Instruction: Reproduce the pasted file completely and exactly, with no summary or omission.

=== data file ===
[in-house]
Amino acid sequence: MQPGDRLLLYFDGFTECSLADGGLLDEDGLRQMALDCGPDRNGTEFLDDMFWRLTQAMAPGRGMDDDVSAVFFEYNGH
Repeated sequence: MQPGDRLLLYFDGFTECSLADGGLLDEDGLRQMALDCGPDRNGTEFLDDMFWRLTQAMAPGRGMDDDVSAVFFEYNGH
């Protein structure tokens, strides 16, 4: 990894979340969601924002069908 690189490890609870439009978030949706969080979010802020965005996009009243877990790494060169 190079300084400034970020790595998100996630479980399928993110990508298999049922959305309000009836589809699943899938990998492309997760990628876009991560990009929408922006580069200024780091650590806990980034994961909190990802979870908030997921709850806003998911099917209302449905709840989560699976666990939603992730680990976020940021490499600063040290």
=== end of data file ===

[in-house]
Amino acid sequence: MQPGDRLLLYFDGFTECSLADGGLLDEDGLRQMALDCGPDRNGTEFLDDMFWRLTQAMAPGRGMDDDVSAVFFEYNGH
Repeated sequence: MQPGDRLLLYFDGFTECSLADGGLLDEDGLRQMALDCGPDRNGTEFLDDMFWRLTQAMAPGRGMDDDVSAVFFEYNGH
């Protein structure tokens, strides 16, 4: 990894979340969601924002069908 690189490890609870439009978030949706969080979010802020965005996009009243877990790494060169 190079300084400034970020790595998100996630479980399928993110990508298999049922959305309000009836589809699943899938990998492309997760990628876009991560990009929408922006580069200024780091650590806990980034994961909190990802979870908030997921709850806003998911099917209302449905709840989560699976666990939603992730680990976020940021490499600063040290």